All About Music Playtime
Music Playtime is a complete, topic-based music scheme for teachers of Early Years & Reception (age 3-5) and Key Stage 1 (age 5-7) children - choose either plan, or both. Music Playtime was commissioned by the Lancashire Music Service to fill the need for a scheme specifically for young children. Music Playtime is unique - it’s a complete music scheme combined with video-based CPD (continuing professional development)! It's packed full of playful music activities that were tried, tested and approved by local children, teachers and teaching assistants, and demonstrated in over 100 videos. Music Playtime is ideal for non-specialists - and parents too! You'll learn exactly what to do in music, why it's important and how to do it, with friendly advice, videos, audios, and help with planning. If you are a music specialist or school music lead, you'll find fantastic ideas that you may not have tried before.
Music Playtime fulfils ALL the music requirements of Development Matters: Non-statutory curriculum guidance for the early years foundation stage (Sep 2020) and ALL the requirements of the KS1 National Curriculum for music education. It’s endorsed by music and education experts alike, including nursery teachers, Key Stage 1 teachers and two former OFSTED inspectors.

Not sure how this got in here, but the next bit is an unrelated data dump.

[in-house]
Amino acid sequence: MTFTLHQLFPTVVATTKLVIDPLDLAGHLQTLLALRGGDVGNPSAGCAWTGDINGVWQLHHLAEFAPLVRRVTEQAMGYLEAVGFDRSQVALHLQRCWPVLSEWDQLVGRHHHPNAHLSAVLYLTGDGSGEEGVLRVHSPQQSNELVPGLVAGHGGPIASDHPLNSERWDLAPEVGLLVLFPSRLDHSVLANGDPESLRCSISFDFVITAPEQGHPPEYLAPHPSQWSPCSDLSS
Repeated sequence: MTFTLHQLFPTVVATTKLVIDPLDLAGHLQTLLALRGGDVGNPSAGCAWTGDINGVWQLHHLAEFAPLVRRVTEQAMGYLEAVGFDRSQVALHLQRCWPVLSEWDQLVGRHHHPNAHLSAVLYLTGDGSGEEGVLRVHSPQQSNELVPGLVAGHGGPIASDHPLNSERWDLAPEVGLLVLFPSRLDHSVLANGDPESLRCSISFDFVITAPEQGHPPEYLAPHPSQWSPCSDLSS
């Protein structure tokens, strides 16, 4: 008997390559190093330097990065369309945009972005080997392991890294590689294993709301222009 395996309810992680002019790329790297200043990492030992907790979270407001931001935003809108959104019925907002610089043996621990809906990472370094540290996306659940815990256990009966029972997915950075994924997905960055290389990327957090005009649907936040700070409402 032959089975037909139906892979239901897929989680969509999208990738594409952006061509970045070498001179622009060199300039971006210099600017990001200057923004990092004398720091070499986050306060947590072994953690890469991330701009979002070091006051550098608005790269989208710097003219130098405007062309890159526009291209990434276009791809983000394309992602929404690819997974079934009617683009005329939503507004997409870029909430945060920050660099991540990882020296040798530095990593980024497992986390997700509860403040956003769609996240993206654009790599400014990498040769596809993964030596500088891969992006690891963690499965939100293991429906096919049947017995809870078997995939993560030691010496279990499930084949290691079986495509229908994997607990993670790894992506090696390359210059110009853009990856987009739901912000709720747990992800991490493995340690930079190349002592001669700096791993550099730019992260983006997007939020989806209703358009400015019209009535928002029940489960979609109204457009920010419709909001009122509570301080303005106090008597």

Music Playtime is also great for parents, grandparents, childminders and carers who want to enable children to engage with music because the activities are specially selected to work with groups of any size and they are do-able even if you are not a teacher. Music Playtime is about active music - playing, singing, creating music, listening, movement and beginning to relate sounds to symbols. The activities are teacher-led, so you'll have fun too!
Now for the really amazing information ... go compare!
- Music Playtime works out at no more than 30-40 pence per day (depends on length of school/nursery year).
- All the teachers in your school/nursery can share a login!
Here's a 'taster' video from the Key Stage 1 unit:
lots of COVID-safe activities that don't involve singing!
The charts below show the Topics 1-5 activities that are safest at present for EYFS and for KS1 - and there are 10 more topics to go! Although the charts generally omit the Songs and Chants sections, the Music Playtime songs are ideal for outdoors and for use in the hall - being so child-friendly, they don't dependent on videos or backing tracks for success. The jury is still out on whether humming is a safe alternative to singing but those sections contain some non-singing activities based on the songs. To print out the charts, please log in first to download them from the start of Topic 5: Maestro & the Christmas Tree for Early Years and from Topic 5: Maestro & the Christmas Tree for KS1. (Easiest to use a desktop or laptop unless your phone has a pdf reader.)